Mimi: I have many role models. I love to draw inspiration from my peers, mentors, and idols. My mom is the reason I am where I am today. She was a professional dancer, and having a mom who completely understands my day-to-day struggles and triumphs is something very special. I am also so fortunate to have worked with amazing artists in my life so far. One person that inspires me immensely is my director, Ib Andersen. He is incredibly passionate and seeks the best in each dancer. Working for him has forever changed me as a dancer and has expanded the way I see ballet. Sofiane Sylve is another person who I think of often when I think of what a true ballerina is. When I was younger I would watch videos of her, in awe of how magnificent dance could be. I was extremely fortunate to have been trained by her in San Francisco. She taught me that ballet is something that has to be done with your whole being. One of the greatest things I have learned from her is that dancing is a way to tell your story. Before I dance, I always ask myself, “What do I want to say today?”
Mahallia: Favorite ballet blooper?
Mimi: I’m not sure this would qualify as my “favorite” blooper. But In a recent show of The Nutcracker, during a flip from a press lift into a fish dive in the Grand Pas de Deux, I slipped out of my partners hands at over six feet in the air and fell to the floor. My partner is very strong and coordinated and we had never missed that maneuver before. I was in shock. But, I immediately stood up and carried on with more vigor than I started with. This was an important moment for me because falling is the worst thing that can happen on stage, and after that I realized that it’s not so bad. In a weird way, it has allowed me to be more courageous. Luckily, I wasn't hurt. In retrospect, I'm actually glad that it happened the way it did.
Mahallia: What part of day-to-day ballerina life do you most enjoy?
Mimi: I most enjoy the growth. All dancers know that day-to-day life is not always as glamorous as it may seem. It can be incredibly rewarding to dance your best on stage and to get positive feedback from your audience, co-workers, and artistic staff. But, it can be very draining and taxing on your mind and body. What I ask of myself is to be better than I was yesterday, artistically and technically. I’ve learned that seeking growth keeps you hungry, which is the best thing for an artist.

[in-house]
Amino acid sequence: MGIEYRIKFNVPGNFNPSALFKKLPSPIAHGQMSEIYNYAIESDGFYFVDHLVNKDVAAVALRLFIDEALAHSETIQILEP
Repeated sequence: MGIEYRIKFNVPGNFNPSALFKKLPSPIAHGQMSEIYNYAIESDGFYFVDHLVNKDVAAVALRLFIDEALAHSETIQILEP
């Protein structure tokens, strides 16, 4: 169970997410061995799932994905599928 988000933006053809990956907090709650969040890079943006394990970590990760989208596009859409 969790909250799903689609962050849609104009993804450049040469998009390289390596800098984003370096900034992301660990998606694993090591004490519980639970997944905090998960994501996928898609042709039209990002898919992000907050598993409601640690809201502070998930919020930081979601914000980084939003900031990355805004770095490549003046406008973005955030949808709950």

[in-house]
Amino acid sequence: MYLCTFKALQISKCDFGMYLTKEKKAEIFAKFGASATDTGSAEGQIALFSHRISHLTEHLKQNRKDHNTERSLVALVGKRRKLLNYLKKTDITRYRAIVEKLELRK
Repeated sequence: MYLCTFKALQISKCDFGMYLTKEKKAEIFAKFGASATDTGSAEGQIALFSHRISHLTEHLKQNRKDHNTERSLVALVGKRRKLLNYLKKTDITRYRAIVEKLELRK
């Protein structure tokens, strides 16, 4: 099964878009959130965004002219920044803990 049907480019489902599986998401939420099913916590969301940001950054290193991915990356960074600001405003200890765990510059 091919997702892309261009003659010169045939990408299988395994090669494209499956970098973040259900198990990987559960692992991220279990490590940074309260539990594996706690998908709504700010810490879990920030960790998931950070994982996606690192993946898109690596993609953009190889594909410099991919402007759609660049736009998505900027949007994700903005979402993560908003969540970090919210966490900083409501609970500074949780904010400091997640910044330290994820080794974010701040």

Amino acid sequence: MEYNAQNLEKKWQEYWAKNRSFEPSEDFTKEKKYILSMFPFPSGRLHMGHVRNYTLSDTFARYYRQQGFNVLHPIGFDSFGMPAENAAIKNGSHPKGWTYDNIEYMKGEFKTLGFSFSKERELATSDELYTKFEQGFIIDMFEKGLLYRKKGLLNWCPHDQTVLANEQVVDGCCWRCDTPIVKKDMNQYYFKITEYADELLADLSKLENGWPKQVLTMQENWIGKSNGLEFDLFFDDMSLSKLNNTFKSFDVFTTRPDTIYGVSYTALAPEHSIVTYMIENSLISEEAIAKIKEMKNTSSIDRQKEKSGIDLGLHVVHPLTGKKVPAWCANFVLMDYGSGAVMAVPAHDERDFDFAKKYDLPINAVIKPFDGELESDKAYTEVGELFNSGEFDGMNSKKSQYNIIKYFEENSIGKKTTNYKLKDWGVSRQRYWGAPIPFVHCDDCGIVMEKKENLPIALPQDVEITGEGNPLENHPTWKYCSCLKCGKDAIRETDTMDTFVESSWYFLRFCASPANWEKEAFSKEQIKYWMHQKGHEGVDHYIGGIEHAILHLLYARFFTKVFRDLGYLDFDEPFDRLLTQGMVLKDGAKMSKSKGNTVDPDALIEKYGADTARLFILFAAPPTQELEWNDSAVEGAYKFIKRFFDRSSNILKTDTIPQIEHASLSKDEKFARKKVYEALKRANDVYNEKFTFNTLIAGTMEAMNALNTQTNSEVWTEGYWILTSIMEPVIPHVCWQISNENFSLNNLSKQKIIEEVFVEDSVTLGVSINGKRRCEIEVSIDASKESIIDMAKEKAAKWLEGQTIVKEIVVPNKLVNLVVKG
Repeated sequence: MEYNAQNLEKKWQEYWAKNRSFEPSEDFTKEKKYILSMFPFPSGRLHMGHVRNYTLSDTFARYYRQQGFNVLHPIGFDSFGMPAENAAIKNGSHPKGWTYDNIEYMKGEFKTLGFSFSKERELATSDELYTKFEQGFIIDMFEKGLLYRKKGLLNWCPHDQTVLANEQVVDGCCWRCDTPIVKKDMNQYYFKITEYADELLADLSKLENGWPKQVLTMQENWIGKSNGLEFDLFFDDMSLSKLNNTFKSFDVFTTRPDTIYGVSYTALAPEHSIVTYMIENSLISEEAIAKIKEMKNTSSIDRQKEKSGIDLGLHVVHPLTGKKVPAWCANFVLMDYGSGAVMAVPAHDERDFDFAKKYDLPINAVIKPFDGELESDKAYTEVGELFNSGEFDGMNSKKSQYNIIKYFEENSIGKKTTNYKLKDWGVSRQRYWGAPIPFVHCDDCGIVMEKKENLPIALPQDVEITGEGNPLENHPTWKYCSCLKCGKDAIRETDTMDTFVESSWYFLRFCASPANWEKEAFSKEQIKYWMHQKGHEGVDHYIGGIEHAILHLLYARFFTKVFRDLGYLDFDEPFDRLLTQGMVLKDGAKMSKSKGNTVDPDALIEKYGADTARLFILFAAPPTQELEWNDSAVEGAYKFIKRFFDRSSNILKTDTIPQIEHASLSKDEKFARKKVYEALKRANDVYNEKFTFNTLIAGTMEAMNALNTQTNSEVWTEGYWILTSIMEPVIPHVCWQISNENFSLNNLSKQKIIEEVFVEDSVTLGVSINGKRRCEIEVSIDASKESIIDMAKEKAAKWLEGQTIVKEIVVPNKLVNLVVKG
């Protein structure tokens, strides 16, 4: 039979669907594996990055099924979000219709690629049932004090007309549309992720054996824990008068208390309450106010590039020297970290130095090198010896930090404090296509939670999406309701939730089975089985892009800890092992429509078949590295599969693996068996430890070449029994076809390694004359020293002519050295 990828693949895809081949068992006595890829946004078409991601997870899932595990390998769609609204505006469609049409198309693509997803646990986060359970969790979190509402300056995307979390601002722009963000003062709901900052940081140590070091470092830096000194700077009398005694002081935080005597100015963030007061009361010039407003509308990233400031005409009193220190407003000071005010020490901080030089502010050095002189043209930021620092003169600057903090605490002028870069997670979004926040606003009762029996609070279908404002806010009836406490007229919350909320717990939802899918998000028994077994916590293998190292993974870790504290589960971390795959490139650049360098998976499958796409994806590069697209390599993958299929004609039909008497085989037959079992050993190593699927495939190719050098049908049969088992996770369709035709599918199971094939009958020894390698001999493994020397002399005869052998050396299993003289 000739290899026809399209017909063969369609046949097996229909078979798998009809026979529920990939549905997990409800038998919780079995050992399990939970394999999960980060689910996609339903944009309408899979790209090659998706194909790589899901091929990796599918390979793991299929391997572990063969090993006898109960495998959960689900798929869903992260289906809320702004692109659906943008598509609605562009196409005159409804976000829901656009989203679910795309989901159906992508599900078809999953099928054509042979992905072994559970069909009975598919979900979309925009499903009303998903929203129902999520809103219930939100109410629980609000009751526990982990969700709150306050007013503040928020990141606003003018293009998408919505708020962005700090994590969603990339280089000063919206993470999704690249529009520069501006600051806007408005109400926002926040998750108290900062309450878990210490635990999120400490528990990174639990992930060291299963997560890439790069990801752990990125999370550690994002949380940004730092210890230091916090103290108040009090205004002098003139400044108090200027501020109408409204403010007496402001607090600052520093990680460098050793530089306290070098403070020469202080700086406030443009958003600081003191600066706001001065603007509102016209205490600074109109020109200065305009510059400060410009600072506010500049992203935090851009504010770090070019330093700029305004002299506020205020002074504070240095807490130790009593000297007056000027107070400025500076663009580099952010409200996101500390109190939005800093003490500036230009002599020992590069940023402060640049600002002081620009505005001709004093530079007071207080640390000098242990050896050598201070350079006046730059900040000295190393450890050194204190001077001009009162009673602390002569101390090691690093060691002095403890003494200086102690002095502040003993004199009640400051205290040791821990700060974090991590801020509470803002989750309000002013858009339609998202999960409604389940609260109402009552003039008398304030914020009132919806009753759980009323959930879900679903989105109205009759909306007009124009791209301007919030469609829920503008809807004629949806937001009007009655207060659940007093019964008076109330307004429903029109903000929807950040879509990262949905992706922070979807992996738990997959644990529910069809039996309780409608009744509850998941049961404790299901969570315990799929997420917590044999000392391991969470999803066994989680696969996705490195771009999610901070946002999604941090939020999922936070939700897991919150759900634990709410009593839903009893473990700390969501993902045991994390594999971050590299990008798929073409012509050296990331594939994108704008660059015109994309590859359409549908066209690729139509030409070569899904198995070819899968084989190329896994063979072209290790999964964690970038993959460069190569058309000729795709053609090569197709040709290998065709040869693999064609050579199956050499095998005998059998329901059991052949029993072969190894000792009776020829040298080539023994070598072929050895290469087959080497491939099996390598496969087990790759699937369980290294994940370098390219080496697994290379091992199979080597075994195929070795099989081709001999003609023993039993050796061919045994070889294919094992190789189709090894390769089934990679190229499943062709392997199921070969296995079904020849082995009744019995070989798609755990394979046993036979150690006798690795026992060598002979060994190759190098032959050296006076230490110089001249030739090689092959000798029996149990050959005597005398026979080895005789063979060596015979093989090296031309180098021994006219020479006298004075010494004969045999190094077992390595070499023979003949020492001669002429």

Mahallia: Do you have a go-to remedy for aches and pains?
Mimi: Hot baths and good conversations.
Mahallia: What aspect of your own personal talent are you most grateful for? What parts of ballet do you most enjoy exploring?
Mimi: I am most grateful for my long limbs. This is something that took me a while to appreciate. I always felt that I was too tall and would let that insecurity distress me so much. My mom (who is ironically pretty short) was the one who really snapped me out of it. She said to me, “Is this something you can change? Well, embrace it. Make it your good thing rather than your bad thing.” That changed everything for me. Now I get compliments on my length and fluidity.
Mahallia: Have you had a pivotal moment in your career? A moment when you gained fresh understanding, or something just clicked?
Mimi: Yes. For me that moment was dancing the lead in Balanchine’s Rubies. It is the hardest role I have danced to date. When I was first called to rehearse it, I was so shocked. It was my first principle role and so difficult for me in every way. I didn’t think I could do it, but I gave it my all. By the time I performed it, I realized I could do it. In that moment everything clicked. I had moved past the point of just hoping to make it through, and I could look at my dancing and think about how I wanted to shine. It reminded me of Frida Kahlo's words, “In the end, we can do much more than we think we can.”
Mahallia: Any advice you would like to give younger dancers? Any advice you still whisper to yourself on a daily basis?
Mimi: I would advise young dancers to stay humble, never stop being hungry, and be good to yourself. Don’t compare yourself to others, but don’t put the blinders on either! Draw inspiration from everyone and everything. It is so easy to get caught up in the negativity of this harsh world we live in, but choose the light and positivity. I promise you will find that it makes everything easier, and you will most definitely be happier. Never forget that each hardship and struggle will only make you stronger and add more depth to your artistry. Everyone has a different path. I remind myself every day, “Today is a gift, a chance to grow, and that’s exciting.”